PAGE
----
Solar power isn't just powering rooftops and solar farms these days. The company, which touts its solar panels as the most durable and efficient on the market, is looking for other applications. It would be difficult to find one as impressive as the upcoming Mission SolarStratos expedition, which will be powered by its 22-24% efficient Maxeon ™ solar cells.
SolarStrato is an electric airplane that has the flight characteristics of a low friction glider. It has extremely long thin wings and a very small profile. However, it is equipped with an electric motor, a very efficient front propeller, and wings and tail covered with around 24 square meters of solar panels. Inside it fits up to 2 drivers in fighter configuration and what appears to be a 20kWh battery (about the same size as the 125-mile Hyundai IONIQ).
Interestingly, this aircraft will not be pressurized, which will require pilots to wear spacesuits that also run on power from solar panels and are stored in the battery.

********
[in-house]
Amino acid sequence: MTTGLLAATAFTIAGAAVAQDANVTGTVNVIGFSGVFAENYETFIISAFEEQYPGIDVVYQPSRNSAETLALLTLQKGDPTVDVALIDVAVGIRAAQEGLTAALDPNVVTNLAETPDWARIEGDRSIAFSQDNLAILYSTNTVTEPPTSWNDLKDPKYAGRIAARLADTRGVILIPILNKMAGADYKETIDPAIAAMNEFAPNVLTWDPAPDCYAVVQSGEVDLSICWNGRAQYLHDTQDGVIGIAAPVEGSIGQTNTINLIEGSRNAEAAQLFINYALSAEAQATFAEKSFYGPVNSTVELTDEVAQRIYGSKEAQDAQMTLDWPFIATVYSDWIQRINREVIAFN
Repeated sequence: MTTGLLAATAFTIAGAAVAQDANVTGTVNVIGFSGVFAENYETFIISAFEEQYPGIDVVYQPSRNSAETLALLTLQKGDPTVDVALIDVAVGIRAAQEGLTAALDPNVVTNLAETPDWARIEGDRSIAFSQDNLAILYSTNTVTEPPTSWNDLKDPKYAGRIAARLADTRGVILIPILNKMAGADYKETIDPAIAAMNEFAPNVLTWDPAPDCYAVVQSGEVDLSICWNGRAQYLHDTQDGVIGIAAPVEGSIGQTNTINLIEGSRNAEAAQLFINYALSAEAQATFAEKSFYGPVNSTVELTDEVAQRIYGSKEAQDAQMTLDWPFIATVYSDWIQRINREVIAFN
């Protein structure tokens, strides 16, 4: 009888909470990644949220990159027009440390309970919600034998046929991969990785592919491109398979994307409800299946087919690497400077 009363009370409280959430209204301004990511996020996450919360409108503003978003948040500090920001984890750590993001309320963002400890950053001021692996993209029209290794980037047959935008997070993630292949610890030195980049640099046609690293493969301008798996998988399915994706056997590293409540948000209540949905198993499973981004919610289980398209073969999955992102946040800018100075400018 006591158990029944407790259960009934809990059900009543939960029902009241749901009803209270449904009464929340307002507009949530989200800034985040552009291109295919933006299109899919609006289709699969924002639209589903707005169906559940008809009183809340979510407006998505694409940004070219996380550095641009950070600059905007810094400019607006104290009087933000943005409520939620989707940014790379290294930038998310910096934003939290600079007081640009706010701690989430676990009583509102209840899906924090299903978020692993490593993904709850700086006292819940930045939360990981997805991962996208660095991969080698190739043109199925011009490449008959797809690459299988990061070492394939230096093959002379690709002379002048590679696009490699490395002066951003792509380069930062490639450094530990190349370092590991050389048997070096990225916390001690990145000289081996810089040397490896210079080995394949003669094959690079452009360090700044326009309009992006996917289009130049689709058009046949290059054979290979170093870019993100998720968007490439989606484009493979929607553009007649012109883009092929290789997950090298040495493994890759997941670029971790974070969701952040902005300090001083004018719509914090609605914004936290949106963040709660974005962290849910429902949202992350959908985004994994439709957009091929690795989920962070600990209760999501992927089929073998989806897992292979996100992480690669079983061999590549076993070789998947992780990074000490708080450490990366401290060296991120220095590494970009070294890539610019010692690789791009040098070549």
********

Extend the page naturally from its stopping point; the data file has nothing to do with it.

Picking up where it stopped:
Some statistics from the press release (below):
Length: 8.5 meters - approximately 30 feet, or the distance from the end zone to the 10-yard line on a football field
Wingspan: 24.8 meters - approximately 81 feet, or the length of two standard city buses
Weight: 450 kilograms, almost as heavy as a grand piano; To make SolarStratos the lightest, the cockpit will not be under pressure, requiring pilots to wear astronaut suits that are pressurized by solar energy
Motor: 32 kilowatt electric motor, about a third the size of what an electric vehicle would power
Energy: 22 square meters of SunPower Maxeon solar cells, each of which achieves an efficiency of 22 to 24 percent
Batteries: One 20 kilowatt lithium ion battery
Autonomy: self-generates electricity with solar energy to power the plane for more than 12 hours
The taking of Electrek:
SunPower has been part of the consolidation of the solar industry in recent times amid lower profits, tax uncertainty and squeezing margins. However, the partnership with SolarStratos is probably more marketing than a real new business model.
That said, and the reason we care about it, is that we are slowly moving towards electric flight becoming a reality for long-haul aviation. Right now, electric aviation is limited to short flights with limited charge, but with the improvement of battery technologies, stronger and lighter building materials, and theoretically solar wings, the range could be improved for where electric flight makes sense to. many more applications.
Hair-thin, nearly weightless, and durable solar panels that can deliver 22-24% efficiency are an important part of that mix.
If this can go 60,000 feet and fly all day, we're on our way.
Original article (in English)